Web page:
The Decemberists, Olivia Chaney, and, by their powers combined, Offa Rex, played an absolutely spectacular show at the Orpheum in Vancouver.
Starting the night was the wonderful Olivia Chaney. Standing in the middle of the stage, Chaney was dwarfed by the sheer magnitude of the Orpheum Theatre. And she absolutely owned it. Despite being quite soft-spoken between songs, her voice carried perfectly with the acoustics of the venue. When she explained that her lead single was based on a pun about the Nile/denial (“The Longest River”), I was sold. Her singing style was clearly and truly classical; often, in the middle of a song, she would drop her instrument to sing a section a capella, and it was outstanding.
“These guys have been dragging me into the 20th or 21st century,” quipped Chaney about The Decemberists, following a rendition beautiful rendition of an old medieval tune, “but I’m not going!” It was rather ironic; I can’t imagine the Decemberists being inspired by any band formed after the Victorian era. Together, they were a perfect fit.
I cannot imagine a better venue for a band like The Decemberists. The acoustics were such that every word out of lead singer Colin Meloy’s mouth was clear – integral to a lyric-driven band like The Decemberists and, honestly, a rarer event than I care to admit. Of course, to say they are only a lyric-driven band would be a serious misstep: while the lyrics are truly a step above, the instrumentation pulls no punches either. Despite having a total of seven members on stage, the band had no trouble avoiding cacophony – unless that was the goal, of course.
The ebb and flow of the guitar (Chris Funk) and keyboards (Jenny Conlee) weaved a delicate melody around the subtle basslines of Nate Query, and all was held together by the always-on-point John Moen on drums. In the back, two singers/percussionists supported Meloy with hauntingly beautiful vocal harmonies. However, this was only one of many ensembles – it turns out that every member of the band plays, at a minimum, two instruments. Sometimes simultaneously.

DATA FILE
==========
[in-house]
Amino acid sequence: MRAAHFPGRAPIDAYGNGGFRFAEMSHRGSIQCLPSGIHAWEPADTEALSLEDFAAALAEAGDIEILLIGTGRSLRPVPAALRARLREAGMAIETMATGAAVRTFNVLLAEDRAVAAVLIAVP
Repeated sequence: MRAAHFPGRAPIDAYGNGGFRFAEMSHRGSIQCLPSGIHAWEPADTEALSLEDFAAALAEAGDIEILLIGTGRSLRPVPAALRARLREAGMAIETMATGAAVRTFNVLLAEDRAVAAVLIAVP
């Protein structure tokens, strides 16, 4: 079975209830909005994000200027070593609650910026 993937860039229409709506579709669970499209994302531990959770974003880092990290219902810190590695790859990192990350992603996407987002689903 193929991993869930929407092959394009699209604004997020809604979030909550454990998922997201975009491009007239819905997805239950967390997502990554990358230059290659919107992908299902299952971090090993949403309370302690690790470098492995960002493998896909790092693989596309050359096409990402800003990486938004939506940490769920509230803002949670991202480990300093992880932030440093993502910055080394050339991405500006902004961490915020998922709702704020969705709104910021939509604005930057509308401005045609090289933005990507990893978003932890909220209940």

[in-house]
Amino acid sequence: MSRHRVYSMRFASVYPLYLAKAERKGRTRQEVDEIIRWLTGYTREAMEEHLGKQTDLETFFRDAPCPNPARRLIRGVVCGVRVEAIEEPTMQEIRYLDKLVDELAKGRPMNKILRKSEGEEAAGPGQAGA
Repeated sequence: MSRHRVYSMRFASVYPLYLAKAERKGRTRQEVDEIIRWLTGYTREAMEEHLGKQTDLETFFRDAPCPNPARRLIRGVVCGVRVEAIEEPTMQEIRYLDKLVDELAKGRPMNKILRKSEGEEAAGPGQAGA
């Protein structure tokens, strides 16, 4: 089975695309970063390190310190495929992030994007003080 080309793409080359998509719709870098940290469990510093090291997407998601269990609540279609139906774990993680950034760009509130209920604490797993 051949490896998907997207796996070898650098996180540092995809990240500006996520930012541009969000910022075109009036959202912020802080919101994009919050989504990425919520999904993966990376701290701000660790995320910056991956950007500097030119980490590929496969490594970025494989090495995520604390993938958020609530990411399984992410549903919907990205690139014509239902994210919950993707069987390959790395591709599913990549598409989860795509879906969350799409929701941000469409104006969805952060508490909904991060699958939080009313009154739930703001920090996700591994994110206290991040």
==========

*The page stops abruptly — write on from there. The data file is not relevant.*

The emotional range of the evening was definitely one I was not expecting. The Decemberists’ ability to swing between songs like (the surprisingly upbeat) “Everything is Awful” too emotional ballads like “Dear Avery” is a testament to this. It’s surprisingly easy to figure out when a sombre tune is on deck – Just check if Query is switching his bass guitar for a double bass. It’s a sure bet.
Midway through the set, the band “left” to make way for a short set by Offa Rex, a cooperative side project between Meloy and Chaney. I put “left” in quotations because, while that is the word Colin used to describe it, only the backup singers departed the stage. Accompanied by Chaney (who was singing and playing… some sort of… accordion… box… thing… Admittedly, I have no idea how accordions work), Colin continued to belt out tune after tune, offering more of a folk feel than the typical Decemberists fare.
If you ever get the chance to see this group in concert in a theatre setting, don’t miss it – this is where they really shine.
- The Crane Wife 3
- The Island: Come and See/The Landlord’s Daughter/You’ll Not Feel the Drowning
- Down by the Water
- Make You Better
- Lake Song
- The Wrong Year
- Blackleg Miner (Offa Rex)
- Flash Company (Offa Rex)
- The Old Churchyard (Offa Rex)
- Los Angeles, I’m Yours
- Bandit Queen
- Everything is Awful
- A Sucker’s Prayer
- The Queen’s Rebuke/The Crossing
- Calamity Song
- O Valencia!
- Wichita Lineman (Glen Campbell cover)
- The Tain, Pts. 1-5
- Dear Avery
Photos © Jamie Taylor//Cryptic Photography